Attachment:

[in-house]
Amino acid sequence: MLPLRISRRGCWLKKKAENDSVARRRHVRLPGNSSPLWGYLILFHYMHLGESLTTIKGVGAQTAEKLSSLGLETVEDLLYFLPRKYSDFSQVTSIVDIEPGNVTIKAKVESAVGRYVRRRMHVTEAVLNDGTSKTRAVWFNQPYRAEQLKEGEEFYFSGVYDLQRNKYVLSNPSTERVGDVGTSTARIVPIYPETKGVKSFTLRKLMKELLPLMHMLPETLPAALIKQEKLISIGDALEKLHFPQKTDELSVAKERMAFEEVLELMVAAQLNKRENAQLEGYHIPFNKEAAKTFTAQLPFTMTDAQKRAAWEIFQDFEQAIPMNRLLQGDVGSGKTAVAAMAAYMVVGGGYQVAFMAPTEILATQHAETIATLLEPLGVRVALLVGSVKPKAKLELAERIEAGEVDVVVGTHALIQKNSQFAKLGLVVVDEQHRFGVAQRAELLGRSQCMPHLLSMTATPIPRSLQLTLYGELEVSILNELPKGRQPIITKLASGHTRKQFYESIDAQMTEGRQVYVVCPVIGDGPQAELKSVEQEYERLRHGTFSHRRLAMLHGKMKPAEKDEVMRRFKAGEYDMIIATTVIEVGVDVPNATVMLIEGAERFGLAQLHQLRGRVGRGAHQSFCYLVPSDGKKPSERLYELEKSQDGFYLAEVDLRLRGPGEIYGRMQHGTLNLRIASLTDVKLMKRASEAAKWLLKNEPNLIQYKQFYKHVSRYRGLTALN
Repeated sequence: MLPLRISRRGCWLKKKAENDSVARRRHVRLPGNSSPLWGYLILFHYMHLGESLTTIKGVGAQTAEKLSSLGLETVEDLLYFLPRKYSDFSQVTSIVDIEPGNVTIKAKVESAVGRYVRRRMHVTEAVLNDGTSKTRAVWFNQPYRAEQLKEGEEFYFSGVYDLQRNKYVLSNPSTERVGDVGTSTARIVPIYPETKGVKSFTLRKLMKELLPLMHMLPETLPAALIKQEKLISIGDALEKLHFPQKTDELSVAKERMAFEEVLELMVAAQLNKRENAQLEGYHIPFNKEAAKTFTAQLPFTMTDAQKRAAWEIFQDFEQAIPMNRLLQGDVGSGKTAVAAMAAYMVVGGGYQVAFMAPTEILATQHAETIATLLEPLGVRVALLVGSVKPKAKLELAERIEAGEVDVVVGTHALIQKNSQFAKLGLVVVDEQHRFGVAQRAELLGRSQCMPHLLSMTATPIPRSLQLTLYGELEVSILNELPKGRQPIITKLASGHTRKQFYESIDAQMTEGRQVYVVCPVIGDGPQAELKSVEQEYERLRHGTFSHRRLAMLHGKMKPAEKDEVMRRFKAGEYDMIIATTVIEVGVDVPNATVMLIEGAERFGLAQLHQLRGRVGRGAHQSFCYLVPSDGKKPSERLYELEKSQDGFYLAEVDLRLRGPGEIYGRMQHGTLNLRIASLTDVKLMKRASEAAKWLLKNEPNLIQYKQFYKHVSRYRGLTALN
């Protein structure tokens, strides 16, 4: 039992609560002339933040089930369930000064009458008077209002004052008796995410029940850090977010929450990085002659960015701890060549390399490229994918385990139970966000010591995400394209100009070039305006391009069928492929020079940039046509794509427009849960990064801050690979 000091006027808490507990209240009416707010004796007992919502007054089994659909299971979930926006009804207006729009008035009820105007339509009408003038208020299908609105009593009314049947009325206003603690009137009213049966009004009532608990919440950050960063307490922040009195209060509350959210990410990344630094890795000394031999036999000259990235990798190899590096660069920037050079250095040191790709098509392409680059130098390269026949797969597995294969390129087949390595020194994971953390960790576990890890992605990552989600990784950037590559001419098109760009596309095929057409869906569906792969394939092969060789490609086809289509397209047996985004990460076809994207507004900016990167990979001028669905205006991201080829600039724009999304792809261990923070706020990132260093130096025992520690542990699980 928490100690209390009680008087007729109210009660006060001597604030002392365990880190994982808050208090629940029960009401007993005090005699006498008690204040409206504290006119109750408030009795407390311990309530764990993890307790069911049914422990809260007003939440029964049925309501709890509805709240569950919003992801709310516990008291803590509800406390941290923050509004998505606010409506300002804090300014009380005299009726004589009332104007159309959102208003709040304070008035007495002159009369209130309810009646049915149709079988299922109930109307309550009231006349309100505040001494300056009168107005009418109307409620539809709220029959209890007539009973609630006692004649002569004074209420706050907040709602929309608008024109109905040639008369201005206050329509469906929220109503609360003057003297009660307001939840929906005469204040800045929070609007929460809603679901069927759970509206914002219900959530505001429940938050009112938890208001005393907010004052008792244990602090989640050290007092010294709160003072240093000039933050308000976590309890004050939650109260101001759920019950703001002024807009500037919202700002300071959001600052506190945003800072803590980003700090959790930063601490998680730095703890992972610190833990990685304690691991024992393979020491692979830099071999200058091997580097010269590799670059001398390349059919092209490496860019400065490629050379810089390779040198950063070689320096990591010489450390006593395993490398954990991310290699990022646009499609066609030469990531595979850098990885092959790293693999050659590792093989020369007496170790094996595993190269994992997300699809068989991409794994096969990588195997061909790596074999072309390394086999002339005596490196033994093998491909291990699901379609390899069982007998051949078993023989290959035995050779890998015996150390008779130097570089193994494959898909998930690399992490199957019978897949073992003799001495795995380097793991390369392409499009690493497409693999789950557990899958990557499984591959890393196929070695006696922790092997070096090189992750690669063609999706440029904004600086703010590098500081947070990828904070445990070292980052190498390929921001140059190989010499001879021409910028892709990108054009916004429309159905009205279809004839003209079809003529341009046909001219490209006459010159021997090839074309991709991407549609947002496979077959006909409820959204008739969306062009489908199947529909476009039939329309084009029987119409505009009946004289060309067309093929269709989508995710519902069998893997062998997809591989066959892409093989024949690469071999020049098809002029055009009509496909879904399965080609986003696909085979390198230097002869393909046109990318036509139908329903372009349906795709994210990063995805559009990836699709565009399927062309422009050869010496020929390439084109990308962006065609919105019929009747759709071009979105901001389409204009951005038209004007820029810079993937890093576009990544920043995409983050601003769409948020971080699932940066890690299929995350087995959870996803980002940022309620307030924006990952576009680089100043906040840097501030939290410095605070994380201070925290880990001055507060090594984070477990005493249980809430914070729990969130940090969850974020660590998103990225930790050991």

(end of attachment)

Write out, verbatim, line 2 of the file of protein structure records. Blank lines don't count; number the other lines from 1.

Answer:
Amino acid sequence: MLPLRISRRGCWLKKKAENDSVARRRHVRLPGNSSPLWGYLILFHYMHLGESLTTIKGVGAQTAEKLSSLGLETVEDLLYFLPRKYSDFSQVTSIVDIEPGNVTIKAKVESAVGRYVRRRMHVTEAVLNDGTSKTRAVWFNQPYRAEQLKEGEEFYFSGVYDLQRNKYVLSNPSTERVGDVGTSTARIVPIYPETKGVKSFTLRKLMKELLPLMHMLPETLPAALIKQEKLISIGDALEKLHFPQKTDELSVAKERMAFEEVLELMVAAQLNKRENAQLEGYHIPFNKEAAKTFTAQLPFTMTDAQKRAAWEIFQDFEQAIPMNRLLQGDVGSGKTAVAAMAAYMVVGGGYQVAFMAPTEILATQHAETIATLLEPLGVRVALLVGSVKPKAKLELAERIEAGEVDVVVGTHALIQKNSQFAKLGLVVVDEQHRFGVAQRAELLGRSQCMPHLLSMTATPIPRSLQLTLYGELEVSILNELPKGRQPIITKLASGHTRKQFYESIDAQMTEGRQVYVVCPVIGDGPQAELKSVEQEYERLRHGTFSHRRLAMLHGKMKPAEKDEVMRRFKAGEYDMIIATTVIEVGVDVPNATVMLIEGAERFGLAQLHQLRGRVGRGAHQSFCYLVPSDGKKPSERLYELEKSQDGFYLAEVDLRLRGPGEIYGRMQHGTLNLRIASLTDVKLMKRASEAAKWLLKNEPNLIQYKQFYKHVSRYRGLTALN